Learn 3 powerful time management strategies
2 - Identify Hidden Roadblocks:
Uncover the emotional barriers holding you back from effective time management
3 - Create Lasting Change:
Learn practical tools and actionable steps to integrate time management practices into your daily routine
Learn more about The Emotions of Time Management here
If you've been dealt another blow like staff shortages, funding cuts, dealing with disciplinary action, or general overwhelm, you might start to feel negativity wash over you.
You know that negativity can spiral if you don't catch it so you might be wondering:
How can I stay positive?
Questing how to stay positive is the theme of my clients this week. They want to know how to stay positive and motivated, and move towards their goals when they feel tired, overwhelmed and challenged.
One client is working on a certification process. She is studying for the next level exam. Yet, time is already running away from her. She is quickly becoming stuck in not-enoughness.
Another client is in the process of starting a new program and isn't sure if she can pull it off within the deadline. Self-doubt has crept in and is robbing my client of her confidence.
A third client was dealt a nasty blow at work. She's feeling insecure about her future. It's hard not to be negative and sarcastic. "Why bother trying so hard?"
The message we hear is to keep our chin up.
Social media posts, motivational books and well-meaning peers tell us:
Heck, I preach positivity too. I am constantly working with my clients to help them see the positive, be confident, and believe it is possible. However, how do you do that in the face of so much challenge?
The secret isn't to focus on what we are experiencing.
It's to focus on what we are thinking.
You can learn to focus on the positive
It is not what you see that makes up your reality but what you think about what you see. We all experience similar events but react to them differently.
Suppose you have a message to call your kids' teacher because of missing assignments.
Think about the thought accompanying each of the above parents' emotions.
Our inner voices are powerful. They impact our emotions and our experiences. The messages we tell ourselves about our events create our reality of the event.
Our inner dialogue controls our outer experience.If I tell myself leading my team is hard, I will notice all the hard things I experience daily.
If you tell yourself the day started bad, is getting worse and going to be a gong show, guess what you'll experience?
The secret is getting control of what is going on in your head.
You can use The Inner Guidance Cycle to get control of your thoughts.
Here's how 👇🏻
Step back from what you are doing, take a deep breath, or grab a piece of paper to write on.
You'll never shift your thoughts if you stay stuck on the hamster wheel.
Start becoming aware of your inner dialogue.
When you are frustrated, unenthusiastic or cynical, start to notice what is happening in your head.
Notice your thoughts. Becoming aware of the constant stream of thoughts helps to manage them. You'll likely notice a running commentary of your day going on in your mind. Most times, it's rambling on, and you aren't controlling what you are thinking.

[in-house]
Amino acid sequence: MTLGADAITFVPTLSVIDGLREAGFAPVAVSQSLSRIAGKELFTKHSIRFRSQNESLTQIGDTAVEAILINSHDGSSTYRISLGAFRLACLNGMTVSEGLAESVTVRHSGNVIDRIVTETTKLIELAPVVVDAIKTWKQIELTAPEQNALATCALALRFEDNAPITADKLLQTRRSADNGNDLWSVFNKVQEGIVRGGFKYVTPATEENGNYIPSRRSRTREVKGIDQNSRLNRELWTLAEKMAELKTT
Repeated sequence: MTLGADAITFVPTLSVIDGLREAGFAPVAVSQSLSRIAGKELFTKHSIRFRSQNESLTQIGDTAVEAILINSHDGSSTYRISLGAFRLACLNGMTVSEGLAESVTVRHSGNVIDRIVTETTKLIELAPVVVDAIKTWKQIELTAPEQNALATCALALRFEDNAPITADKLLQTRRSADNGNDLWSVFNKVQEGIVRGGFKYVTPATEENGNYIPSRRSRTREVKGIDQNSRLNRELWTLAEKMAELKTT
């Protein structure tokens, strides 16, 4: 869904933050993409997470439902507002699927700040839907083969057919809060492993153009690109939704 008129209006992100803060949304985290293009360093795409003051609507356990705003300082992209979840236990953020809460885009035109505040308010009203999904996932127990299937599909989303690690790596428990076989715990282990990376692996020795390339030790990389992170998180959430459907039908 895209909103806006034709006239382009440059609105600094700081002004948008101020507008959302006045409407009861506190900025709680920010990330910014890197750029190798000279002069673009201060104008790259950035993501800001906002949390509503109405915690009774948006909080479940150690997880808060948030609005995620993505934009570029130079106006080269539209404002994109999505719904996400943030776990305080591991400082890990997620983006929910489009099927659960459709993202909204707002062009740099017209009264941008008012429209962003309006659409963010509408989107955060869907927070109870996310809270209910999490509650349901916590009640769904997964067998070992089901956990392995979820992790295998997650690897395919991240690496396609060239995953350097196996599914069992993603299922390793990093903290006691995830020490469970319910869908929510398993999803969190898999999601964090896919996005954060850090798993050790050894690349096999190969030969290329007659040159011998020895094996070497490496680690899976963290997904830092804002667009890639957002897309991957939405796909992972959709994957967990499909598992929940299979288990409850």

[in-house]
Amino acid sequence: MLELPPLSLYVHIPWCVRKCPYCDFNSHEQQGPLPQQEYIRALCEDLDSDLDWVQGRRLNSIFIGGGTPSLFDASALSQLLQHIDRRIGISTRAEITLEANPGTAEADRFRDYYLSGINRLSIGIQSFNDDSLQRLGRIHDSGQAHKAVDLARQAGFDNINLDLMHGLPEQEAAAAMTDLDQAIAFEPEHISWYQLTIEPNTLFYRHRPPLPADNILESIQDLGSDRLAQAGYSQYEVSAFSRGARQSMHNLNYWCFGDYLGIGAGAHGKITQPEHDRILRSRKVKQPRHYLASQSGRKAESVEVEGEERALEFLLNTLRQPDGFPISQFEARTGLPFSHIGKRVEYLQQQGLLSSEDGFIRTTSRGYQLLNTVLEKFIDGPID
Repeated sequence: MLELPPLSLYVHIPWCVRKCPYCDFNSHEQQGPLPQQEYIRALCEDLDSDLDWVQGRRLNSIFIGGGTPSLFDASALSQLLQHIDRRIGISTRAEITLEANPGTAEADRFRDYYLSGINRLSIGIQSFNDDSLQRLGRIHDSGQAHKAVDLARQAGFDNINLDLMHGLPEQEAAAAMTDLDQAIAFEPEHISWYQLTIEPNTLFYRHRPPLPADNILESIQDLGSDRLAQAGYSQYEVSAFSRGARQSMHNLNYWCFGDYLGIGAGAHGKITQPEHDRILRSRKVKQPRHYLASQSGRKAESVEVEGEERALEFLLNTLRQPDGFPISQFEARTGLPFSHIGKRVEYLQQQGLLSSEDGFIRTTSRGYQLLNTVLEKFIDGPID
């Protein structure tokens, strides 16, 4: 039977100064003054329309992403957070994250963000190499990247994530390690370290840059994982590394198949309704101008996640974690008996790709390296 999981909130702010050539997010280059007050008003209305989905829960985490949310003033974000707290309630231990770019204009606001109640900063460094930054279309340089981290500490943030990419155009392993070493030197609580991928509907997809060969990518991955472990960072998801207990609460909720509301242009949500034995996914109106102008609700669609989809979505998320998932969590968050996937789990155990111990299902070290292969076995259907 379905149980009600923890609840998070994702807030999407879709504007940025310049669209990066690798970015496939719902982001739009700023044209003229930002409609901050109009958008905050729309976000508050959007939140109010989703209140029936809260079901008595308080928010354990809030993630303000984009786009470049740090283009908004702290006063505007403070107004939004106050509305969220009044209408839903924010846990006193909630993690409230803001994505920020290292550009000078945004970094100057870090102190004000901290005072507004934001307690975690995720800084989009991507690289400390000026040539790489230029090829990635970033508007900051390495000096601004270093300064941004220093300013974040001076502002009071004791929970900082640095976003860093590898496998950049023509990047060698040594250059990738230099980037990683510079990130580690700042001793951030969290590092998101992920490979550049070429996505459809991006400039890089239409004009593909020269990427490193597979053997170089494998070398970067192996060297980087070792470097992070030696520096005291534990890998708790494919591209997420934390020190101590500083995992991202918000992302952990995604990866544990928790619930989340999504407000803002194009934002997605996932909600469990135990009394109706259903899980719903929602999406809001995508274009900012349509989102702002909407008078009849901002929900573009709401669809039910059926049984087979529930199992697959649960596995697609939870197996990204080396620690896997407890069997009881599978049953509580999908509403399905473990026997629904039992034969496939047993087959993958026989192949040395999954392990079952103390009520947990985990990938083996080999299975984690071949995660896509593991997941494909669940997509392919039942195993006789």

Try consciously listening to your inner dialogue rather than having it run in your subconscious. The more you notice it, the more aware you will become of what you are telling yourself.
Start to shift your thoughts by examining them.
Perhaps you think, "This is the worst thing that could happen."
Is it? My guess is it could be worse.
Maybe you repeatedly say, "I don't know if I can pull this off."
Notice how that allows doubt to creep in.
Once you consciously shift your thoughts to the ones you want to be thinking, you can get back to "work."
Shifting thoughts isn't necessarily easy. It takes practice and discipline.
For example, changing "I don't know if I can pull this off" to "I can do this" isn't a one-and-done process. However, when you slip back to "I don't know if I can pull this off ...
You can learn more about The Inner Guidance Cycle in
Mastering Confidence: Discover your leadership potential by awakening your inner guidance system
Staying positive requires willpower
Positivity isn't a magical pill. It's work. It's choosing what you think, what you focus your thoughts on and learning to manage your thoughts. That process all takes willpower.
Willpower is also known as self-control or discipline. Using your willpower to train and control your thoughts requires the same energy you would use to resist the donut and stick to your workout schedule.
It's also the same energy you use to stick to responding to an email you've been avoiding, staying focused on the annual report despite your cell phone notification calling you or biting your tongue when someone irks you.
Willpower is a powerful tool for leaders. It's willpower that helps you stay positive, productive and poised.
If you want o learn more about using willpower in your leadership, check out the Willpower Essentials course here.
Shifting thoughts is a lifelong process. It's called Inner Work.
Learning to choose thoughts, managing thoughts and changing thoughts IS the inner work of a great leader. Do the inner work. It's worth it!
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Women leaders often hit a point where they find themselves in over their heads and wondering if they have what it takes to lead.